Just a short while ago I finished Gunter Grass’s novel The Tin Drum, a book whose Christ imagery is at points so unequivocal that it is apparent to even a Bible dolt such as myself. Though many of the Biblical references were far too obvious even for me to miss, I had my suspicions that many more were flying right by.
The Tin Drum brought to mind a thought that I find myself entertaining from time to time: I really should read the Bible. No, I haven’t suddenly gotten religious on you. Nor do I think it will be that great a read (many people have assured me of its general dullness). Quite simply, this is a matter of being a better reader of literature.
For better or for worse, the novel is a Western invention that has swept the world, and, to paraphrase Northrup Frye, the Bible is the foundational text of Western literature. It’s a good rule of thumb that the more familiar you are with the great books of the past, the more closely you’ll be able to read today, but in order to get to the root of the references built on top of references on top of references, you really need to star with the Bible. This isn’t just a matter of Biblical references being found everywhere in the great books; it’s a matter of knowing your sources, of knowing where they came from and what they originally meant. It’s about having a working familiarity with the ultimate fount of the Western literary tradition.
Take, for instance, that question many of us enjoy debating: Which books deserve to be in the Western literary canon? The word canon, of course, has a Biblical source, as in the books that have gained admittance to the Bible are canonical, while those that haven’t aren’t. (Although some Bibles list them in an Apocrypha section, which helps source another interesting word.) So we can’t even have a basic conversation about which books are the best of the best without referencing the Bible. And even before canon came to represent the books of the Bible, it referred to a collection of books approved for public reading. So when we’re talking about the literary canon we’re talking about a sort of meta-bible for Western society, a list of "approved" reading based on the work of its best writers.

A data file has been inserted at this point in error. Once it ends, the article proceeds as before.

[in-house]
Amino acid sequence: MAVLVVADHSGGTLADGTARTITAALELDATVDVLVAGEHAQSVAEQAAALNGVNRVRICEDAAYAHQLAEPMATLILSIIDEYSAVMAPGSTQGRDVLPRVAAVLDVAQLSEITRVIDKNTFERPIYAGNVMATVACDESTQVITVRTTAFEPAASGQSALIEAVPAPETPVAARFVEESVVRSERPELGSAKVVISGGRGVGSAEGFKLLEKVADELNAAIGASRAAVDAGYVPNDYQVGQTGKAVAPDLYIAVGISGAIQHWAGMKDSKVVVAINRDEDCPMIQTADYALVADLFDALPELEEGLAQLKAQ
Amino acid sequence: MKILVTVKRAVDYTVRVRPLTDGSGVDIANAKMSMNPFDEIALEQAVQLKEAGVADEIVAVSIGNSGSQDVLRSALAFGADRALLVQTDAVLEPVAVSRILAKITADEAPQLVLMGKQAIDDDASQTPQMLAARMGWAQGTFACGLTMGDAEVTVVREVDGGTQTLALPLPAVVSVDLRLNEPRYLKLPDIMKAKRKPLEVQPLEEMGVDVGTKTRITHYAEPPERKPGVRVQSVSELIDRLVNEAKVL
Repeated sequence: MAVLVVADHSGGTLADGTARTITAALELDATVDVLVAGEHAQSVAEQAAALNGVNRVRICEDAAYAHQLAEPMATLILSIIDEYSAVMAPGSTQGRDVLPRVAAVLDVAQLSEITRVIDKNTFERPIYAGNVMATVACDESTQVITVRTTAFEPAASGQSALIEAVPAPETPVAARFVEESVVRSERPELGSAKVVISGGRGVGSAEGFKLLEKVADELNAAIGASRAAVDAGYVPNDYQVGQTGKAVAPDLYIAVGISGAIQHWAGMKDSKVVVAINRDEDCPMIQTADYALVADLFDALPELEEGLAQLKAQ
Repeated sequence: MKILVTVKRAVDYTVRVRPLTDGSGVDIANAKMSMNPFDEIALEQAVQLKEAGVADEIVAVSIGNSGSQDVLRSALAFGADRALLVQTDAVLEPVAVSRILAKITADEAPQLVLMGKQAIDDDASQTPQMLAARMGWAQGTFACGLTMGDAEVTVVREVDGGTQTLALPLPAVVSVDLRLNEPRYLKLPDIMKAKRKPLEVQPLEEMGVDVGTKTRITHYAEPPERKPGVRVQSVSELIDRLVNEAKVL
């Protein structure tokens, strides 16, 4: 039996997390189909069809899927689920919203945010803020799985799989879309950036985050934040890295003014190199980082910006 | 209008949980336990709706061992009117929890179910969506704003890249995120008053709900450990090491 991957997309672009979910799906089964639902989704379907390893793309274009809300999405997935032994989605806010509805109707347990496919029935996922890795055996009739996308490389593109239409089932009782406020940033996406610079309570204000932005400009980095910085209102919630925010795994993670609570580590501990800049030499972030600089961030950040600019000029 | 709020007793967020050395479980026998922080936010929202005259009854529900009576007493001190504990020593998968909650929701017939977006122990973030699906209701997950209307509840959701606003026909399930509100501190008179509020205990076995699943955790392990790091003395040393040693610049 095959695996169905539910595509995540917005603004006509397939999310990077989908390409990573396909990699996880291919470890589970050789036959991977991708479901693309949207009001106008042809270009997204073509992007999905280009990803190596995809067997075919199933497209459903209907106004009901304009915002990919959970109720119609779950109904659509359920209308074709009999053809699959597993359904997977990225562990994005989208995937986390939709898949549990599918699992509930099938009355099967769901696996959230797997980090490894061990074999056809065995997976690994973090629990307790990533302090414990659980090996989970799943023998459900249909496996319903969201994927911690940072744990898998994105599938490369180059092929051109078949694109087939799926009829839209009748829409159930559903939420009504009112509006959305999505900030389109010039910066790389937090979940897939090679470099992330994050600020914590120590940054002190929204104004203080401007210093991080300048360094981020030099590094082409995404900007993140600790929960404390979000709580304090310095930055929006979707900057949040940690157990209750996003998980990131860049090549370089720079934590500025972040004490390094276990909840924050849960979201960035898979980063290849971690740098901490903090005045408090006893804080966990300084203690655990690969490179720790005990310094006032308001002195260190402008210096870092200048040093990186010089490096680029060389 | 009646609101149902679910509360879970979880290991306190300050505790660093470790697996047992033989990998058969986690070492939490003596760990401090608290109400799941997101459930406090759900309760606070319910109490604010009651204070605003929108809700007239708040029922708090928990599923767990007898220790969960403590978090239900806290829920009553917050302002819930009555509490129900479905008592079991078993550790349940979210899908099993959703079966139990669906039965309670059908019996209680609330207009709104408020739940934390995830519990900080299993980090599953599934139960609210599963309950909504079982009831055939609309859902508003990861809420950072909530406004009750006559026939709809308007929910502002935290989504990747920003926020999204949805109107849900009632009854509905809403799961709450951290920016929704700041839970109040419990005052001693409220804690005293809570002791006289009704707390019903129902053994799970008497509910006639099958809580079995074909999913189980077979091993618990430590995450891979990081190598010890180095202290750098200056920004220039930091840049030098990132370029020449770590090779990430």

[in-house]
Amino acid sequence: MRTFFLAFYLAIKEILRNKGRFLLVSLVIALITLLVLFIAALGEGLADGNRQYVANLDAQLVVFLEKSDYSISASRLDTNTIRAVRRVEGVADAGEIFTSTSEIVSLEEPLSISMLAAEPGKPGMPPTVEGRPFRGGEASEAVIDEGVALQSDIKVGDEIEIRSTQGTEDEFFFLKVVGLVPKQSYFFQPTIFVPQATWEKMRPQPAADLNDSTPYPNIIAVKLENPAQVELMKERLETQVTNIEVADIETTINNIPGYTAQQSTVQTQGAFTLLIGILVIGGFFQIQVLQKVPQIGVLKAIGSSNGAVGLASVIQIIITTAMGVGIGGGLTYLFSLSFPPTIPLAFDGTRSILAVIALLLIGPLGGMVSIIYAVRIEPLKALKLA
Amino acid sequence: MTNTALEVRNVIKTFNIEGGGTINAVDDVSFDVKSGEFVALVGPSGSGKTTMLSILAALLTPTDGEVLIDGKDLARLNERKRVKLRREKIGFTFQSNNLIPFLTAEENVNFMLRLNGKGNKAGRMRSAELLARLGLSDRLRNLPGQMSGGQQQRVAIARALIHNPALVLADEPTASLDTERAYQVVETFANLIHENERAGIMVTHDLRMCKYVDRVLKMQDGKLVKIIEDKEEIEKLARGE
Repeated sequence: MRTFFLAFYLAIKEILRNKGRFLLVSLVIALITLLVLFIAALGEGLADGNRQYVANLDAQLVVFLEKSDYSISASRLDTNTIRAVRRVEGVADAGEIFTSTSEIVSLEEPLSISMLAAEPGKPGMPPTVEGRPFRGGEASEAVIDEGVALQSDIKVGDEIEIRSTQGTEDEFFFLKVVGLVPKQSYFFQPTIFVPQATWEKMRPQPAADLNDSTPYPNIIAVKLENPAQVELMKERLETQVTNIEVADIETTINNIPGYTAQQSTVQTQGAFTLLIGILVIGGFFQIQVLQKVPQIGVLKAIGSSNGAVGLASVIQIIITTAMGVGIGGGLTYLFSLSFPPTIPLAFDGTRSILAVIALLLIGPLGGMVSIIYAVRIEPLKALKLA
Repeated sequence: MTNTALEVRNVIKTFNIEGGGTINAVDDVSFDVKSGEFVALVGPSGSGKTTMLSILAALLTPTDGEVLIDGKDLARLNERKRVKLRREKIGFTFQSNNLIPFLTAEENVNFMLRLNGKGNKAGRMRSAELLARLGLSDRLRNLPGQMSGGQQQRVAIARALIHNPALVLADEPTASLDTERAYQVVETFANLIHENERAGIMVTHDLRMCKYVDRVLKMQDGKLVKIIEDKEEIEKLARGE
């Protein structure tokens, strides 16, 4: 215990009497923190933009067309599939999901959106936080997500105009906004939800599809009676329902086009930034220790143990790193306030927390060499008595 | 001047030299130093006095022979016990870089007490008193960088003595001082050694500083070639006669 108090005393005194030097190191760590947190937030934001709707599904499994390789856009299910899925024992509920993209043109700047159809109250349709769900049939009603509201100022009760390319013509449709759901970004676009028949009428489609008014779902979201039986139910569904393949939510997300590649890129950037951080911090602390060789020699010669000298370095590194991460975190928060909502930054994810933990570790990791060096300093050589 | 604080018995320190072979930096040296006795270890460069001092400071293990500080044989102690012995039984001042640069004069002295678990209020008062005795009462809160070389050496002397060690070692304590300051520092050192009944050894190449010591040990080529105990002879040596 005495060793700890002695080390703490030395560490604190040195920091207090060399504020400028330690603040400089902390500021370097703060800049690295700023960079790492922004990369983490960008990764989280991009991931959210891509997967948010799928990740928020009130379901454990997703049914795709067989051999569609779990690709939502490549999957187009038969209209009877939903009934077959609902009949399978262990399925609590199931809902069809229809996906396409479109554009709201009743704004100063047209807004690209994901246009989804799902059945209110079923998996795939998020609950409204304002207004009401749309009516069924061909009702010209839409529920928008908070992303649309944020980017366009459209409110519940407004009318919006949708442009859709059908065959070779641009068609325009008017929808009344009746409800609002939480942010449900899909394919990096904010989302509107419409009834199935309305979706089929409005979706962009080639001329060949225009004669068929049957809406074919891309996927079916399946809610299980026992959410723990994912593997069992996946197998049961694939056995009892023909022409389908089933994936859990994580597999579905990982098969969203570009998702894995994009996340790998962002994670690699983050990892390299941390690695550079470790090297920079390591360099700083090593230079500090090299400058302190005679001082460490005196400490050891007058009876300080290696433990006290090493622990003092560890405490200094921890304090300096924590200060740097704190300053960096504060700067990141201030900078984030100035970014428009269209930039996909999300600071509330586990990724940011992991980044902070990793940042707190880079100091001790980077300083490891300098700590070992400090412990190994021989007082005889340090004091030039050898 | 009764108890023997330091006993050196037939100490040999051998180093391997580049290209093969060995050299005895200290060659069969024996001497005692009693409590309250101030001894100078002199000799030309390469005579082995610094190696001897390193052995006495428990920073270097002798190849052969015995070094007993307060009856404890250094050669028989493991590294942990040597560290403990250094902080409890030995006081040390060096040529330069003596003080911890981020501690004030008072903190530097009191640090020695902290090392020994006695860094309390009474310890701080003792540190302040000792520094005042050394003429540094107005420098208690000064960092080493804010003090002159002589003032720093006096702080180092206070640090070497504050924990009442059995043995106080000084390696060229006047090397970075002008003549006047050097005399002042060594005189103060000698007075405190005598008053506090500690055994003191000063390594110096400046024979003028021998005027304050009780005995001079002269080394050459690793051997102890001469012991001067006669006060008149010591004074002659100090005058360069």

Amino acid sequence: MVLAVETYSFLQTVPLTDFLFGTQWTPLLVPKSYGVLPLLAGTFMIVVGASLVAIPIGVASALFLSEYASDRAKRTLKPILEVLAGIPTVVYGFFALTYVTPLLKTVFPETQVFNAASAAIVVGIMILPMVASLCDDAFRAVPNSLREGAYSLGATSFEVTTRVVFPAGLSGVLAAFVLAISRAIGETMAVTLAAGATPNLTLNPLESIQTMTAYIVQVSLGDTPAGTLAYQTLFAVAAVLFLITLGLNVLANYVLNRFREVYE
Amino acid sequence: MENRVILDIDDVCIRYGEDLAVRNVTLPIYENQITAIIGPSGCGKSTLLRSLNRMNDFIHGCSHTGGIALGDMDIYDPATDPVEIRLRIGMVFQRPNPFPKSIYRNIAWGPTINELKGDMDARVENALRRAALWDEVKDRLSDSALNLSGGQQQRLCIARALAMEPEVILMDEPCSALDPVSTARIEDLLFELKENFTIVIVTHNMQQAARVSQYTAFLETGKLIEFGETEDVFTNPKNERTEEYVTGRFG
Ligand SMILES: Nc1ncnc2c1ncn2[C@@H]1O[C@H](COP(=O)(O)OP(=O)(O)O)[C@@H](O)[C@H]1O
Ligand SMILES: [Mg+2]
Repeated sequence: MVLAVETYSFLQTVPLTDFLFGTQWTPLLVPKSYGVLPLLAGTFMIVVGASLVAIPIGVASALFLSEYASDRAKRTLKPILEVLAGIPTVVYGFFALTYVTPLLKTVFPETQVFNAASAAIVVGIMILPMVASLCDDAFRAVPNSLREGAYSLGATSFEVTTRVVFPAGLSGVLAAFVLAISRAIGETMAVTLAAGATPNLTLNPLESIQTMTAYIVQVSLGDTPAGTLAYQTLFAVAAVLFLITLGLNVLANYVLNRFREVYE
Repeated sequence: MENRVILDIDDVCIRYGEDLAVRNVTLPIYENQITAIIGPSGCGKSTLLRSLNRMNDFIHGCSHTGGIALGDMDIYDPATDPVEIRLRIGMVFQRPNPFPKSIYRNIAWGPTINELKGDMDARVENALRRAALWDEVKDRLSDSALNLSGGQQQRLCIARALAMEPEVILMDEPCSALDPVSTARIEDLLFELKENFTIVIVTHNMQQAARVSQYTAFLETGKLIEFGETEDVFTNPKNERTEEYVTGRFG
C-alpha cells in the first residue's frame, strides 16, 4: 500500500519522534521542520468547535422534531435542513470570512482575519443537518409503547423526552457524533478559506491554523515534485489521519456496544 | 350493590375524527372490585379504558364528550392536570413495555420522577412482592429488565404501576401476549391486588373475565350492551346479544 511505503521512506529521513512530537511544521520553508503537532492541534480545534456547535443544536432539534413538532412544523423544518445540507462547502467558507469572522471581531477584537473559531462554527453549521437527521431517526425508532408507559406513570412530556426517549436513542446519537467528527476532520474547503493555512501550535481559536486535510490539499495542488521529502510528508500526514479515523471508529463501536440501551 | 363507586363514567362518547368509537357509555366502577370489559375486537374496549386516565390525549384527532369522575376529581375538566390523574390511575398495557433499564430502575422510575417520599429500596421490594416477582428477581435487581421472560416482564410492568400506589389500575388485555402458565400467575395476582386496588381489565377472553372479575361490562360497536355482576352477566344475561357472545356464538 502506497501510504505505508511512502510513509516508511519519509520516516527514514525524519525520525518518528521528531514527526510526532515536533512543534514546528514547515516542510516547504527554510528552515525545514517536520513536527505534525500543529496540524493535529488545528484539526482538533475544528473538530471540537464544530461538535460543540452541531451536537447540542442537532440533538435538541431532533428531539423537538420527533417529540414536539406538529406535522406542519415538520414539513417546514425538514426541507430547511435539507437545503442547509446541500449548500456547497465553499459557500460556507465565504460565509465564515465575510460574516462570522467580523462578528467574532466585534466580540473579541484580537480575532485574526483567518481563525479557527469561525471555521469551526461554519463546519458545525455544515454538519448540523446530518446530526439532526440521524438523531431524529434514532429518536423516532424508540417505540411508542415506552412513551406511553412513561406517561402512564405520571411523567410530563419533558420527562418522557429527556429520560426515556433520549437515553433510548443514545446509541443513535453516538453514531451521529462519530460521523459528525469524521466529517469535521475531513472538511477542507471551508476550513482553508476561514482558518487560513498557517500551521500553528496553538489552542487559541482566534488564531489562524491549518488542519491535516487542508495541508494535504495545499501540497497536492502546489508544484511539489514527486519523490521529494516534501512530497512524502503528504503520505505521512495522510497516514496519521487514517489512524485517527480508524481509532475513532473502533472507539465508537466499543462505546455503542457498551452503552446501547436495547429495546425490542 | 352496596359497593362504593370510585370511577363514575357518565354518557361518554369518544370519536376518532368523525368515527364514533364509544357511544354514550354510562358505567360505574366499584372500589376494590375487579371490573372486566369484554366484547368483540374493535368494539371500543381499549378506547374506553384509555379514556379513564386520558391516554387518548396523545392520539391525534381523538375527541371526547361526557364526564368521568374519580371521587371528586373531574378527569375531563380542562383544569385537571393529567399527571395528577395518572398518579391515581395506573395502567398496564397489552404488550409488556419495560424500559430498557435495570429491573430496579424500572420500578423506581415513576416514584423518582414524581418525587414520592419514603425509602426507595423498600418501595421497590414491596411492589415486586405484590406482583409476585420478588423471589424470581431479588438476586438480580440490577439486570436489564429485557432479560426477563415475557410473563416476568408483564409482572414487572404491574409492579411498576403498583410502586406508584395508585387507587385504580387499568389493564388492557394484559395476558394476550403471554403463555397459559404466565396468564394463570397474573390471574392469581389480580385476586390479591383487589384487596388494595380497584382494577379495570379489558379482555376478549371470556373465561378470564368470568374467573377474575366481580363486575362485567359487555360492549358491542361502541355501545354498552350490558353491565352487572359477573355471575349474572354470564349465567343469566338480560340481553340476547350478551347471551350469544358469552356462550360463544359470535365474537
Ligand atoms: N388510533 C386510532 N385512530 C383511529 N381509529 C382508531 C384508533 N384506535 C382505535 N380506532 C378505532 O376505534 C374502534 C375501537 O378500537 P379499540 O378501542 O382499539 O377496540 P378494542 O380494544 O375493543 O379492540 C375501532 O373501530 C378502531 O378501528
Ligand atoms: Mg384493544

See? It’s this fun?
Just thinking about where canon came from and what it actually means begs all kinds of interesting questions that I’m not going to try and get into right now; I’d rather just reiterate that the more I muddle through the Bible, the more I’ll trip myself up on interesting facts like that.
This is all good, but what about those two problems with reading the Bible: it’s long and it’s dull. Much as I love the encyclopedic works of authors like Pynchon and Gaddis (which many readers find both long and dull) I don’t think I have the stomach to read the Bible front to back. What else can I do?
Turns out there are wikis to help Biblical information become free. Thinking that perhaps I could pick up some passing information about the Bible I tried out the Bible Study Wiki, which is built around a question and answer format. It seems like a good idea gone awry. The popular questions, for instance, tended to leave me wanting:
Is masturbation a sin?
How many times does "amen" appear in the Bible?
Is sex before marriage a sin?
The site also has a list of unanswered questions, and although many of them seemed to deserve their fate, others were bristling with interesting thorns: